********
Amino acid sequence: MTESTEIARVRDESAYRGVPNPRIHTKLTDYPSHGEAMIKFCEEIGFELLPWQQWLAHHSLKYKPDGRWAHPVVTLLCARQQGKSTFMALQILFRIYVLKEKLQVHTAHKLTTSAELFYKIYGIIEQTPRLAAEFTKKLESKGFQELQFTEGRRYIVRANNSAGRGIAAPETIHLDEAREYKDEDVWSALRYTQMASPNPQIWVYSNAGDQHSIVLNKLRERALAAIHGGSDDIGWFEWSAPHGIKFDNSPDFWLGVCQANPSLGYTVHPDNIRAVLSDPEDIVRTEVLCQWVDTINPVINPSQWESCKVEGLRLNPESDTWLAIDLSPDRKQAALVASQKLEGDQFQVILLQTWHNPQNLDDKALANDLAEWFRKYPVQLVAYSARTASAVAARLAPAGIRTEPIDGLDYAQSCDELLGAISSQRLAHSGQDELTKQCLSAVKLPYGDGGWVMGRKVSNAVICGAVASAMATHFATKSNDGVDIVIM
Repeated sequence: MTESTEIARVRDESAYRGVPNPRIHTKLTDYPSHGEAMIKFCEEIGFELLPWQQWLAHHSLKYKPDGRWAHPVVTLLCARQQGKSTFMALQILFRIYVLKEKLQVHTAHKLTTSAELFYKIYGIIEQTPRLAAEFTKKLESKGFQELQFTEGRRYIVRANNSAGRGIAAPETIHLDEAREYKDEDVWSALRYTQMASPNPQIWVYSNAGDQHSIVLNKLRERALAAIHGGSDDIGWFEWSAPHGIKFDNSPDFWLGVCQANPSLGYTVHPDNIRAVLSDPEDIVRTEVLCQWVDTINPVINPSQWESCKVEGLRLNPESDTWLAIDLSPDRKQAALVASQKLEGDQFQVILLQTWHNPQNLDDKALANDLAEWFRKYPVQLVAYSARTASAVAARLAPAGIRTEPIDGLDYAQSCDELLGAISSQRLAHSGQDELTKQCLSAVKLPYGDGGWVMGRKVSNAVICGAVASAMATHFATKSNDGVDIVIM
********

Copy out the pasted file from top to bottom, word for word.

Amino acid sequence: MTESTEIARVRDESAYRGVPNPRIHTKLTDYPSHGEAMIKFCEEIGFELLPWQQWLAHHSLKYKPDGRWAHPVVTLLCARQQGKSTFMALQILFRIYVLKEKLQVHTAHKLTTSAELFYKIYGIIEQTPRLAAEFTKKLESKGFQELQFTEGRRYIVRANNSAGRGIAAPETIHLDEAREYKDEDVWSALRYTQMASPNPQIWVYSNAGDQHSIVLNKLRERALAAIHGGSDDIGWFEWSAPHGIKFDNSPDFWLGVCQANPSLGYTVHPDNIRAVLSDPEDIVRTEVLCQWVDTINPVINPSQWESCKVEGLRLNPESDTWLAIDLSPDRKQAALVASQKLEGDQFQVILLQTWHNPQNLDDKALANDLAEWFRKYPVQLVAYSARTASAVAARLAPAGIRTEPIDGLDYAQSCDELLGAISSQRLAHSGQDELTKQCLSAVKLPYGDGGWVMGRKVSNAVICGAVASAMATHFATKSNDGVDIVIM
Repeated sequence: MTESTEIARVRDESAYRGVPNPRIHTKLTDYPSHGEAMIKFCEEIGFELLPWQQWLAHHSLKYKPDGRWAHPVVTLLCARQQGKSTFMALQILFRIYVLKEKLQVHTAHKLTTSAELFYKIYGIIEQTPRLAAEFTKKLESKGFQELQFTEGRRYIVRANNSAGRGIAAPETIHLDEAREYKDEDVWSALRYTQMASPNPQIWVYSNAGDQHSIVLNKLRERALAAIHGGSDDIGWFEWSAPHGIKFDNSPDFWLGVCQANPSLGYTVHPDNIRAVLSDPEDIVRTEVLCQWVDTINPVINPSQWESCKVEGLRLNPESDTWLAIDLSPDRKQAALVASQKLEGDQFQVILLQTWHNPQNLDDKALANDLAEWFRKYPVQLVAYSARTASAVAARLAPAGIRTEPIDGLDYAQSCDELLGAISSQRLAHSGQDELTKQCLSAVKLPYGDGGWVMGRKVSNAVICGAVASAMATHFATKSNDGVDIVIM